Based on a true story and told with the pacing, humor, and thrills of a Mediterranean mystery, Andrea Camilleri’s new novel tells of a turn-of-the-century Sicilian scandal that revealed a tendency that is with us still: the refusal to accept the truth.
The lawyer and journalist Matteo Teresi discovers the existence of a secret sect whose members include priests, politicians, and regional VIPs. During the early morning hours, when the town’s churches are closed, the “Sect of the Angels” meets in the sacristy to carry out their holy office: initiating devout virgins into the rites of married life. Preying on their victims’ naivete, the hooded “elect” commit ignominious acts while promising the young women divine grace.
In 1901, at a time of immense changes in Sicilian society, the scandal breaks nationwide. But far from being hailed as a hero, Teresi is accused of disrupting the status quo and irrationally blamed for an outbreak of disease and a series of calamities. From the salons, churches and social clubs of Sicily to the country’s highest courts, Camilleri’s novel is a fast-paced, at times funny, passionately rendered portrait of the machinations of power and the difficult destiny of a local hero.
Reading the synopsis of “The Sect of Angels” really tells enough about the story. Matteo Teresi is a lawyer in town that even in the beginning is not in favor with the town, the church and all of the men who follow the strength of the church. Teresi does not care much for that, continues to do what he does, and does things for the right reason. This is Teresi’s downfall. A great deal of the motivation for his actions in this short novel is for justice to be served, even if that means becoming the enemy of the church and the men who allow the church to sway their opinions. I know that Teresi also spends a little bit of energy throwing it in people’s faces that they have been caught, and this gloating is also part of the cause of his position in the town, but as a whole, Matteo Teresi is the hero of the story.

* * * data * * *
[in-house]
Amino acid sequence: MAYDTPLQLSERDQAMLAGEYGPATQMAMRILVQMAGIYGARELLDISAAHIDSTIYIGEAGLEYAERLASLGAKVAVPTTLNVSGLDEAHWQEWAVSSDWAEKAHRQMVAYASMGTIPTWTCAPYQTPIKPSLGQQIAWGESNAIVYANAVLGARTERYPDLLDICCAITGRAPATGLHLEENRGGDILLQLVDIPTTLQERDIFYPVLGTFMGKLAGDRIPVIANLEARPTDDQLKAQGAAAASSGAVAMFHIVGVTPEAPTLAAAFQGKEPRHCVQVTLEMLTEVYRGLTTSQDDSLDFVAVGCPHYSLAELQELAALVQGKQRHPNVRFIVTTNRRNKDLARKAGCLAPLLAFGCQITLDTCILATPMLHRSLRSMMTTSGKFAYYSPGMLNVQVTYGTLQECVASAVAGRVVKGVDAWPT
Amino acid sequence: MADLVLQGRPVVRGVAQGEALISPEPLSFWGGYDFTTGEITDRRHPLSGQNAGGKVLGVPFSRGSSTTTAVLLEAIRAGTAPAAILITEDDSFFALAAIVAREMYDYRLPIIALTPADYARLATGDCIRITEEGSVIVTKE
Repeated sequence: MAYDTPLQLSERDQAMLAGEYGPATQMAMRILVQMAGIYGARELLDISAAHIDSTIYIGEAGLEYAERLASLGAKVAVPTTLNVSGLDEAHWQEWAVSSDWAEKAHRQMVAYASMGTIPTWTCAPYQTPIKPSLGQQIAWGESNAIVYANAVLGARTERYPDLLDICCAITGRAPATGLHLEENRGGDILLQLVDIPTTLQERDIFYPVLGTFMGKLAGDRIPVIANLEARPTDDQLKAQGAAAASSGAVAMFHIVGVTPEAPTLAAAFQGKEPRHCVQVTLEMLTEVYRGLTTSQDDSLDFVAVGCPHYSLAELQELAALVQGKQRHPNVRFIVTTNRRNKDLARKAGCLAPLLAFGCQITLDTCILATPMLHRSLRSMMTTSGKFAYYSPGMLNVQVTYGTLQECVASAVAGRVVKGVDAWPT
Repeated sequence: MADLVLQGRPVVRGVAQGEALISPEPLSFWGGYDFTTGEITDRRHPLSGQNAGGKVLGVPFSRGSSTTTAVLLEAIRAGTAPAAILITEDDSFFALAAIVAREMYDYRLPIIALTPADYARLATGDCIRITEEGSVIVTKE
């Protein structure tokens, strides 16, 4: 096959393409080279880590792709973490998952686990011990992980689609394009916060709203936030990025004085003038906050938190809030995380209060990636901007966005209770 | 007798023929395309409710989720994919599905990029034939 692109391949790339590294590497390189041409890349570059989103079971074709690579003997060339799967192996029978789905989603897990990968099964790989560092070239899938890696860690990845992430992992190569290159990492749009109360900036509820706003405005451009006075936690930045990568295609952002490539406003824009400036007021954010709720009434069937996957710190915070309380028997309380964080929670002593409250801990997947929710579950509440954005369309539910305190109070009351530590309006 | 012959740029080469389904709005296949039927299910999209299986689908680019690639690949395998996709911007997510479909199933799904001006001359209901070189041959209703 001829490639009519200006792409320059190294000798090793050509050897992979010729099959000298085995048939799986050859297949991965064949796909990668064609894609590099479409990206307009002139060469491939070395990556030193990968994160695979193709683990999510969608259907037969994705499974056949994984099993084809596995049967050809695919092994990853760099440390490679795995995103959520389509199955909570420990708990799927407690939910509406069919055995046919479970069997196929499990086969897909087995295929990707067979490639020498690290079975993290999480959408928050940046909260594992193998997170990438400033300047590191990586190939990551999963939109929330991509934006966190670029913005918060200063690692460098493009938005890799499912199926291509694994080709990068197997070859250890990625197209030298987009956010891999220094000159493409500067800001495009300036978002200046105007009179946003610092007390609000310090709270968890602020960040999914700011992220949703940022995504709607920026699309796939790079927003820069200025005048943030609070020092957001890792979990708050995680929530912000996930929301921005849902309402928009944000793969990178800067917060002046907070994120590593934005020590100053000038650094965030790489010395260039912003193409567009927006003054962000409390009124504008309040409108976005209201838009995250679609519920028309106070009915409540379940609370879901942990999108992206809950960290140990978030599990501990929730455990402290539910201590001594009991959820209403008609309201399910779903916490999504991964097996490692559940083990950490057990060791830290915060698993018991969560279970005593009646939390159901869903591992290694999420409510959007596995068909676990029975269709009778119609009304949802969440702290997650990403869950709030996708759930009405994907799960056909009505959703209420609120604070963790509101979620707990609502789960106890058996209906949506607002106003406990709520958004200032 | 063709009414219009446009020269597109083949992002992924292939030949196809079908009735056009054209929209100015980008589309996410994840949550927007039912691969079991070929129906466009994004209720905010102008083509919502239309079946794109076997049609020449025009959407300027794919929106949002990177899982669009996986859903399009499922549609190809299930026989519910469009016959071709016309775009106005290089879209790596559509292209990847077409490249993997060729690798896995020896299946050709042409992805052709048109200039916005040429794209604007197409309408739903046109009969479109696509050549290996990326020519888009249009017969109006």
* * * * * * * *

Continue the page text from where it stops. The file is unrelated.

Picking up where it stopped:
Based on a real story from 1901 in a small Sicilian town, this novel moves fast, is written well, and is very funny, entertaining, and interesting. I read it in two sitting, and this is probably a good way to read this novel. For such a small book, there are so many characters, so many names, that it would be very easy to lose your place if you read just 10 pages here and there. Sitting down and reading it all in a day or two is really what allowed me the ability to keep everyone straight (I can count 25 characters off of the top of my head, a huge cast for a book under 200 pages). I do not think that I could have done this if I had to read this in bits and pieces. The good part about sitting down and reading most of it at once is that it is very funny, very entertaining, not laugh out loud funny but like a clever comedy of errors type thing. Even from the first chapter, with the meeting of The Honor and Family Social Club to run an election to see if Teresi should become a member to the very end of the novel, there are so many little plays and misunderstandings that it all becomes much more lighthearted than the gravity of the main plot.
I enjoyed all of this novel, and Andrea Camilleri is a very good writer, strong with pace and storytelling ability. If you have never read him or want to read a story that you normally would not read, this is a good one.
I received this ARC from NetGalley in exchange for an honest review.